USDA SOD Order Protects Industry

January 21, 2005 - 14:42

On January 10, a revised USDA order takes effect as the latest step toward ensuring clean, disease-free nursery plants in the U.S. market. The order strengthens safeguards for the fungus-like plant disease Phytophthora ramorum, commonly known as SOD. Many in the industry are wondering why and how the order happened, and what it is intended to achieve, according to ANLA.

USDA’s Animal & Plant Health Inspection Service first took quarantine action for SOD in 2002, soon after it was found to potentially affect many plants common in gardens, landscapes and the natural environment. The initial regulations focused on the counties where the disease was known to occur in northern California and extreme southwestern Oregon. Nurseries were inspected and tested for P. ramorum.

In April, 2004, USDA announced emergency measures for all of California, in the wake of a few detections of the disease in nurseries outside the counties where it occurs in the natural environment. Limited detections also occurred in Oregon and Washington.

During the summer of 2004, USDA held a series of reviews and meetings with scientists, state officials, industry groups, environmental groups and other stakeholders to consider how its regulations should change based on the newest and best scientific information about P. ramorum. Several states, particularly in the South and Southeast U.S., expressed the view that USDA measures needed to be broadened and strengthened in order to protect their nurseries and natural resources from potential harm. Others weighed in with their ideas on science-based and practical safeguards. The revised order reflects a thorough, thoughtful and consensus-based effort to evolve the regulations as experience and knowledge are gained.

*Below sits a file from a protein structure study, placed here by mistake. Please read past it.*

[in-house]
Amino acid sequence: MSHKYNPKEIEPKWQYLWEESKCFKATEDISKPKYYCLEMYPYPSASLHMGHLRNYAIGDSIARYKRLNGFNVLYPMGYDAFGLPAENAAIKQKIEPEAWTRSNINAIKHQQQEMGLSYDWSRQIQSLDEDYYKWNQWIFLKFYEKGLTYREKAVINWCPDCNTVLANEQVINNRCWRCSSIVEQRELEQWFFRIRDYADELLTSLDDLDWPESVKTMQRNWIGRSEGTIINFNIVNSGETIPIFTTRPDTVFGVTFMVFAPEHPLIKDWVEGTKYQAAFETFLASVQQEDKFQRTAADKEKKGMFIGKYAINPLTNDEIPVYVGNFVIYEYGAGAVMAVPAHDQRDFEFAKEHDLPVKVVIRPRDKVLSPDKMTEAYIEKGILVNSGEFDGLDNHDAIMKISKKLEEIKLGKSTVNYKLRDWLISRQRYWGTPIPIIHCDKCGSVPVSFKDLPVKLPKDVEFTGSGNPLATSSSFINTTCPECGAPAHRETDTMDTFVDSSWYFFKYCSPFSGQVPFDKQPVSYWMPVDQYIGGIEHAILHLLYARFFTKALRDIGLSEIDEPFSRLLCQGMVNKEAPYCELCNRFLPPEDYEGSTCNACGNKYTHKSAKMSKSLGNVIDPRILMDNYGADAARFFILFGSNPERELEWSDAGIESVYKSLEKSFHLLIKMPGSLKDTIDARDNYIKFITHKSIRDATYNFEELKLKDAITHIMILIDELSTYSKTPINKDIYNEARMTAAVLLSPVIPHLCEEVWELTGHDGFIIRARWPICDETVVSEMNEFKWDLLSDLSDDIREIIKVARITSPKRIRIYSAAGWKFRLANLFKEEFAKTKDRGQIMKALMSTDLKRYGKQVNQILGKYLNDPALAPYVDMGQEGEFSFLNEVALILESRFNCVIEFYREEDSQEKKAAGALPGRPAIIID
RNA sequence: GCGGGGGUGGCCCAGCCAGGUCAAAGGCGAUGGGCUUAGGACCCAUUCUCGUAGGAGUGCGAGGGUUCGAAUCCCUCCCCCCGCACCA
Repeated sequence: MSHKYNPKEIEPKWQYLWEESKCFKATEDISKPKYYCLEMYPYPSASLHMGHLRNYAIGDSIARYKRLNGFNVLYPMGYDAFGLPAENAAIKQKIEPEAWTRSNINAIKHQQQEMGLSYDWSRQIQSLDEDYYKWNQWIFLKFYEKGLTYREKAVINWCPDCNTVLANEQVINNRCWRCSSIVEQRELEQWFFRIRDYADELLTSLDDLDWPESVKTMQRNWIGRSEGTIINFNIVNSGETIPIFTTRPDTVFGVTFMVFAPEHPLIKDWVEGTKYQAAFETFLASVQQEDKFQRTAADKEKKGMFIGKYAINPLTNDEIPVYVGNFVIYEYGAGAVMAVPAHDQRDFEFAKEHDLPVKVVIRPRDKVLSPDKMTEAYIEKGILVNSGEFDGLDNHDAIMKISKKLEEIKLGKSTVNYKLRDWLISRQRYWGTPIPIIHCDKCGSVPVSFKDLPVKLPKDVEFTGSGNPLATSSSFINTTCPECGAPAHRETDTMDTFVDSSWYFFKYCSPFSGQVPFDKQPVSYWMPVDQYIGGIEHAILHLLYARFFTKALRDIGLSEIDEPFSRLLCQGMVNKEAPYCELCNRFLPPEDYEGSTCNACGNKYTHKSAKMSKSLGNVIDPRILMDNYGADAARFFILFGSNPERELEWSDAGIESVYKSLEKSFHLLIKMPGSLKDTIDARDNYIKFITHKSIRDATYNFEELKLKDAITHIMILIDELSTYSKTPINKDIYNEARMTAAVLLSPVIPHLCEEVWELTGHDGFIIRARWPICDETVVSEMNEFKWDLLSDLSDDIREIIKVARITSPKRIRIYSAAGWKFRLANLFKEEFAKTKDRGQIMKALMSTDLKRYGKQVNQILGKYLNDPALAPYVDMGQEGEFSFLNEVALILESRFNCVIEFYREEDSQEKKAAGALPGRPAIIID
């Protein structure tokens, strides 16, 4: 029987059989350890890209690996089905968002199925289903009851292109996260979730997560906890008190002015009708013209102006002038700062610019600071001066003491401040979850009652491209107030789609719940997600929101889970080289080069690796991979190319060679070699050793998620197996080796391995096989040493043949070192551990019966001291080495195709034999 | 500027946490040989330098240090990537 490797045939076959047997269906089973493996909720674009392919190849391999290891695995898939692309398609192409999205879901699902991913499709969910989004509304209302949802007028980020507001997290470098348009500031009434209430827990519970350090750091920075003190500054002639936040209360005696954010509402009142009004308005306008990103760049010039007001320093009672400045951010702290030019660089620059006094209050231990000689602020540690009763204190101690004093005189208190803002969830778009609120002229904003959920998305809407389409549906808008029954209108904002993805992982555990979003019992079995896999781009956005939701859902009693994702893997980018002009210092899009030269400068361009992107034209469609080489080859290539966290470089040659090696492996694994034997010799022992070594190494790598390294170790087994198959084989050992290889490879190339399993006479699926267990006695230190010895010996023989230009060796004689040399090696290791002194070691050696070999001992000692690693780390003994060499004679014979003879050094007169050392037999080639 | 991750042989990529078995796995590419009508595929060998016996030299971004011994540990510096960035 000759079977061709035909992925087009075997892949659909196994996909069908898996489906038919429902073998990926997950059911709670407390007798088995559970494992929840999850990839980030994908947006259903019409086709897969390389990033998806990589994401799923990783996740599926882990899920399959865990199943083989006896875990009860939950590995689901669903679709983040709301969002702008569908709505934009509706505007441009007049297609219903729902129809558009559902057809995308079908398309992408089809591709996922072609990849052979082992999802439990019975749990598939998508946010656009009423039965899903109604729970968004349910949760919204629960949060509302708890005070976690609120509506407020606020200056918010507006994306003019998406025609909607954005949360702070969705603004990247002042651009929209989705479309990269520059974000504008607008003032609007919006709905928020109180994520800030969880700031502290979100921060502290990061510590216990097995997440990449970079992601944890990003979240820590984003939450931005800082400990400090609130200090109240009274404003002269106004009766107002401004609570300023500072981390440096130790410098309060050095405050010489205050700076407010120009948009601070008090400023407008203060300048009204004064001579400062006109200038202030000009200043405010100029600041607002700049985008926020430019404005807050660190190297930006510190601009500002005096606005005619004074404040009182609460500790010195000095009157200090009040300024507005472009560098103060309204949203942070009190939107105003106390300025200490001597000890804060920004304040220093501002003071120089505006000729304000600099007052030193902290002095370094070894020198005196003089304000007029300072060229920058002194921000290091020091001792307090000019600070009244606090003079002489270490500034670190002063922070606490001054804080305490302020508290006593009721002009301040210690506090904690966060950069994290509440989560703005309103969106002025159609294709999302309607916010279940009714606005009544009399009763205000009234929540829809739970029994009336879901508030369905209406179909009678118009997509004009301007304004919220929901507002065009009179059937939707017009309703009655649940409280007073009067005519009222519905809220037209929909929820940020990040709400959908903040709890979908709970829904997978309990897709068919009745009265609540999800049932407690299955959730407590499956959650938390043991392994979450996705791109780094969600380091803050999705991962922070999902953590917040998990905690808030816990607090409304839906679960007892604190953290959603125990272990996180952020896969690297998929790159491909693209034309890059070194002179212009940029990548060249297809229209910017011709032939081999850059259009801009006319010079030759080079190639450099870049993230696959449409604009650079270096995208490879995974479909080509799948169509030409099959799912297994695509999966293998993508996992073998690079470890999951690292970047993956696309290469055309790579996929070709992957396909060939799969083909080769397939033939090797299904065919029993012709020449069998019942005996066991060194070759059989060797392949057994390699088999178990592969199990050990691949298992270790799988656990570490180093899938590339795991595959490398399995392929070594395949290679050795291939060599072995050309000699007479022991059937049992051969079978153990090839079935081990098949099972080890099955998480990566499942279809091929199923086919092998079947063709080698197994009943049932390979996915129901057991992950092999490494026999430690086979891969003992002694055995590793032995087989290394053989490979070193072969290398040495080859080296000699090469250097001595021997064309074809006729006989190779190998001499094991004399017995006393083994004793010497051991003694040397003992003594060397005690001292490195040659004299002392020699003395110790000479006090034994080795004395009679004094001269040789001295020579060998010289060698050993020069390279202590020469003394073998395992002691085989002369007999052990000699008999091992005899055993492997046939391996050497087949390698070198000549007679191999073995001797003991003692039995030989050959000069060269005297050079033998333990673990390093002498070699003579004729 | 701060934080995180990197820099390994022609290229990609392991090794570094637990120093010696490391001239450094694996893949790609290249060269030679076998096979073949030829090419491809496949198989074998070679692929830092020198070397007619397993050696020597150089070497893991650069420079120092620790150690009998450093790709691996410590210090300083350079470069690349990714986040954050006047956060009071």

In brief, the January 10 order requires expanded inspection and/or testing for most nurseries shipping plant materials interstate from California, Oregon or Washington. “USDA and its state cooperators are strengthening surveillance and protective measures for P. ramorum, said Craig Regelbrugge, senior director of government relations with the American Nursery & Landscape Association. “The nursery industry is cooperating fully out of a desire and commitment to ship consumers healthy, pest-free trees, shrubs and flowers.”

With much inspection and testing work already done, and more underway, the order is not expected to seriously disrupt either the supply or price of plant material this spring. “There will be added burdens and some potential delays for some nurseries, but USDA and the states are taking proactive steps to minimize delays,” Regelbrugge added. Lining up additional diagnostic labs for plant sample testing is one such measure, he said.

For the short term, the USDA order is simply the next step in the U.S. response to this disease of concern, with further modifications as knowledge is gained. “We have so much to learn about this disease,” said Marc Teffeau, director of research with the Horticultural Research Institute (HRI). “Is it a real threat across the U.S., or just in certain environmentally favorable areas? What plants are threatened and where is the disease? How we manage it effectively over the long term?” Teffeau said that a major research effort has been underway since 2002, with HRI and USDA’s Agricultural Research Service, and a number of universities working to answer research questions important to the U.S. horticultural industries.

Regelbrugge said that the arrival and establishment in the United States of serious plant pests and diseases is inevitable in the global economy, with expanding travel and trade. “We must improve our prevention, detection and rapid response capabilities to keep the next P. ramorum from getting to the U.S. in the first place. Once here, we need to learn how to live with it, how to manage it” he said. For more details in the USDA revised order, visit www.anla.org.

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